The studies of zolpidem and eszopiclone involved many of the same researchers, who had continued this work with the idea that any sleep-enhancing hypnotic would indirectly improve mood. But to this day, eszopiclone remains the only hypnotic with distinct antidepressant effects (ramelteon has slight preventative benefits in bipolar disorder but is not known to treat depression).9 It’s hard to say if this is a statistical fluke or a real difference, as eszopiclone has not clashed with other hypnotics in depression. However, eszopiclone has a unique mechanism of action that may explain its antidepressant effects. To understand this, we have to look to the GABAA receiver.

Compared to benzodiazepines, z hypnotics have more limited effects on GABAA, which would explain why they treat sleep but not anxiety. Specifically, z hypnotics are selective for the sleep-inducing GABAA -1 subunit, while benzodiazepines have additional effects on the α-2 and -3 subunits which are involved in anxiety and depression. . But eszopiclone is an exception. It works on all subunits, and may in fact be a bit more selective for anti-anxiety drugs -2 and-3.ten This effect is enhanced by the active metabolite of eszopiclone, desmethylzopiclone, which is a selective -2 and -3 partial agonist with very little α-1 activity (this is a good thing, as it would otherwise cause a lot daytime sedation).11 In animal models, desmethylzopiclone reduced anxiety without causing sedation or motor impairment.12 Its effects in humans are not well described, but the above trials give us a clue, and the company that launched eszopiclone has patented this metabolite as a potential anxiolytic.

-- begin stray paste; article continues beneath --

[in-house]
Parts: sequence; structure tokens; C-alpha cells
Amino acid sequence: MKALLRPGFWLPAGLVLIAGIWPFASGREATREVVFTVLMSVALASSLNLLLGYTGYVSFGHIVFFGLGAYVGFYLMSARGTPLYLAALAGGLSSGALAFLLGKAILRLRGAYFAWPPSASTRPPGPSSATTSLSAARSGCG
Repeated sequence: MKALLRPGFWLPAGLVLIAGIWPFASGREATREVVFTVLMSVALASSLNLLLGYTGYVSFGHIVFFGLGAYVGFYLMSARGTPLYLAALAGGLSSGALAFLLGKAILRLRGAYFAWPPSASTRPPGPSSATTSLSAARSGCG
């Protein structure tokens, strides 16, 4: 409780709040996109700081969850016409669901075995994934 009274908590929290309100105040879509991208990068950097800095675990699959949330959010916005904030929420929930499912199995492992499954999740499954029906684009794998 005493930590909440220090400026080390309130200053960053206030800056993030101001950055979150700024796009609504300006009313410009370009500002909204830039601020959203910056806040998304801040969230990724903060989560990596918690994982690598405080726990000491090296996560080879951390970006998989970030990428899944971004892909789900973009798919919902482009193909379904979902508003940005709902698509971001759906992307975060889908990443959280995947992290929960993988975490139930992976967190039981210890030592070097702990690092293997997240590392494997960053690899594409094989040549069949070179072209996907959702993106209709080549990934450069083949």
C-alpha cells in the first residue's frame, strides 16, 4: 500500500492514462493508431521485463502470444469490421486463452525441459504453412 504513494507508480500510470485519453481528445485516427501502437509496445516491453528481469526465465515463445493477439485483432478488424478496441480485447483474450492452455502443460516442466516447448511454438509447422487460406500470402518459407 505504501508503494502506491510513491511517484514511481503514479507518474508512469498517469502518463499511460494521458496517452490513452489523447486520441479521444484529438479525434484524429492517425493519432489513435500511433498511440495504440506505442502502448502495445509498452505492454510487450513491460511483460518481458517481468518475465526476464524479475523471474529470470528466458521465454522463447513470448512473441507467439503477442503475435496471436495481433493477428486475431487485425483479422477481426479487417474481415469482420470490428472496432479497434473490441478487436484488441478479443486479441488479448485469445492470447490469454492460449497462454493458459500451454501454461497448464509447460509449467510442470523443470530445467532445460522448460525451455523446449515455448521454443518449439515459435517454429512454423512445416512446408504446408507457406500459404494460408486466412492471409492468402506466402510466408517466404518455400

In this way, eszopiclone resembles benzodiazepines, which have been used to treat depression and speed up response to antidepressants in more than 3 dozen controlled trials.13 In most of these trials, their antidepressant effects were independent of their anxiolytic effects, just as eszopiclone treated symptoms of depression that were unrelated to sleep.

Despite this research, benzodiazepines are not used routinely for depression because of their risk of tolerance and abuse. These risks may also apply to eszopiclone, but the above trials are somewhat reassuring. In several of them, eszopiclone was replaced by a placebo after 2 months of treatment without loss of antidepressant and anxiolytic gains. There was also no rebound insomnia, and in some studies it stabilized sleep patterns in a way that continued after the hypnotic was stopped.4.8

Does all of this elevate eszopiclone to the level of antidepressant augmentation? May be. It has more positive results than some augmentation strategies that are endorsed by evidence-based guidelines.1 But there are 2 caveats. Firstly, eszopiclone has only been studied in patients with comorbid insomnia, but this is not a major obstacle as it is the rare patient with depression who has no difficulty sleeping (approximately 15%).14 More importantly, eszopiclone was started in tandem with an antidepressant in these augmentation trials, so we don’t know if it might make a difference when added later, after a few antidepressant failures.

The bottom line